- 3 out of 4 needed to pay for additional products themselves
“In today’s context of demographic ageing, it is increasingly important to take action to ensure that the support for managing incontinence fully meets the individual’s needs and preferences”, Anne-Sophie Parent, Secretary General of AGE Platform Europe, said. “There is a lot of room for improving the care of people with incontinence by involving them much more in the decision-making when selecting containment products”.
The study highlighted three key factors that could lead to greater user independence and satisfaction in daily management:
- information and knowledge about the different product types
- involvement in selecting the type of product
- tailored funding provisions based on patient profiles and needs
The findings of the study aligned closely with the conclusions drawn from an Expert Roundtable held in 2015. Eight leading European patient and civil society organizations1 joined forces and identified six recommendations to improve the care of people with incontinence in a Joint Position Statement 2 calling to:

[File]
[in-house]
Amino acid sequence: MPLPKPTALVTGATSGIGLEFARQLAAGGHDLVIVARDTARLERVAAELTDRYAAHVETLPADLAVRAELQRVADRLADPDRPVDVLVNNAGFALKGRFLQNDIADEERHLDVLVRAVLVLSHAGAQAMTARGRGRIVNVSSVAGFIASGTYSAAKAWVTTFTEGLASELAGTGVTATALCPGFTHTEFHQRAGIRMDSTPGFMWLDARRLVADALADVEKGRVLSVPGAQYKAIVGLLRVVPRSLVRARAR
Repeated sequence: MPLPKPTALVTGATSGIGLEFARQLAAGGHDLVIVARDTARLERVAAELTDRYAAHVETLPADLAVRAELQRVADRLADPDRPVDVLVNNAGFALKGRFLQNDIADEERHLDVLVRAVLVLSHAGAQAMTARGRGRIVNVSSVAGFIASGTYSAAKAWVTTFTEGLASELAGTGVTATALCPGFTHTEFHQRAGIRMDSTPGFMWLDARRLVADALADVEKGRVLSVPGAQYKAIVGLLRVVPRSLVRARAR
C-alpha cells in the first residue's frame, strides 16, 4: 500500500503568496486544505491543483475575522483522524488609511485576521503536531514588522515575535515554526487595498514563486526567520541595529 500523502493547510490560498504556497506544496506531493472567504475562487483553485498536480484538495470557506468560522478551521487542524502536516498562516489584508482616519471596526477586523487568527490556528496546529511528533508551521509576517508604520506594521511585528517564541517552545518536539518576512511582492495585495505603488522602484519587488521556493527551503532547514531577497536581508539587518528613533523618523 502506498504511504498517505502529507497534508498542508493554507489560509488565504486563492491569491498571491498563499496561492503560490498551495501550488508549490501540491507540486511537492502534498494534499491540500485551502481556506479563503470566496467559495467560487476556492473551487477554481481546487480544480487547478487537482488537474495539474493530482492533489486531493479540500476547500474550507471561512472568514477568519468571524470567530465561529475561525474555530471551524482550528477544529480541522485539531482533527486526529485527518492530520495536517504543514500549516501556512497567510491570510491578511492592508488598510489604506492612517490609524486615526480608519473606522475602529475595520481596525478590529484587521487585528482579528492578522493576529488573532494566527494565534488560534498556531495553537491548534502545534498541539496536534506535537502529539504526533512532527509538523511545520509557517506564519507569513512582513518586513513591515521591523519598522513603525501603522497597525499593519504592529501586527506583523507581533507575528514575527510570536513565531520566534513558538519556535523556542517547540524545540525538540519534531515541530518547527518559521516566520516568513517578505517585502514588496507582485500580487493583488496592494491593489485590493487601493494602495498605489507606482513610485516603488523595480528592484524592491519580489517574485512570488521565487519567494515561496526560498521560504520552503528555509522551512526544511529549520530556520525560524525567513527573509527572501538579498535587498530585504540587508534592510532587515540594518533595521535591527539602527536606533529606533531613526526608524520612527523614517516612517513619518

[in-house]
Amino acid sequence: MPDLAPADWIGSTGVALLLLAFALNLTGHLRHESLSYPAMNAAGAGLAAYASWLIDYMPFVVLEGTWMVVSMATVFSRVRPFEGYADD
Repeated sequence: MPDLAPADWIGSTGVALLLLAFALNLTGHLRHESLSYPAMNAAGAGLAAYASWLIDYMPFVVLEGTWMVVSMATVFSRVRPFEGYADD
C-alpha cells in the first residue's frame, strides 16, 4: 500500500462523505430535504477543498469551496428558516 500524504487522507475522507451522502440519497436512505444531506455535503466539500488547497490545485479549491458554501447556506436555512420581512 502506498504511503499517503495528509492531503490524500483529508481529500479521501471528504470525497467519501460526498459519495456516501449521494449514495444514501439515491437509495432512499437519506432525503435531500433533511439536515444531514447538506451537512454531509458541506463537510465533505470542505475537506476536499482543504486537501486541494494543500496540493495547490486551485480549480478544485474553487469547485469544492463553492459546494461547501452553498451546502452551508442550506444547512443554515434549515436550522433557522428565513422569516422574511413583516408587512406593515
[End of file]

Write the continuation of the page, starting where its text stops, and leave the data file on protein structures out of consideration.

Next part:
- Recognize continence care as a human right which enables people to live independent and dignified lives
- Increase awareness and understanding of incontinence among users and informal carers
- Improve information about incontinence and continence care provisions
- Enable choice, involvement and empowerment of people affected by incontinence
- Develop continence-friendly urban/community and home environments
- Support and prioritize a research agenda on incontinence
John Dunne, President of Eurocarers, the European network representing informal carers stated: “Incontinence is a prime example of a challenge to restore independence and dignity and keep people active in, and contributing to society”.
A new report from NHS Benchmarking, published on April 11th, has for the first time combined financial, workforce, quality and outcome data to paint a uniquely detailed picture of current standards in acute hospital care for older people.
Key findings from this innovative new report show that 46% of older people admitted to a specialist ward have a condition associated with frailty, but that only 42% of hospital trusts currently have a specific frailty unit in place.
The report also provides detailed new data on the use of acute beds, and the amount of hospital capacity taken up by patients with complex needs. Figures show that 45% of total bed days were used by the 6% of patients who remain in hospital for longer than 21 days.
Other figures reveal that 34% of hospital trusts or local health boards have a dedicated geriatric medicine team located in accident & emergency wards, and that 86% of hospital wards specialising in care for older people practice Comprehensive Geriatric Assessment.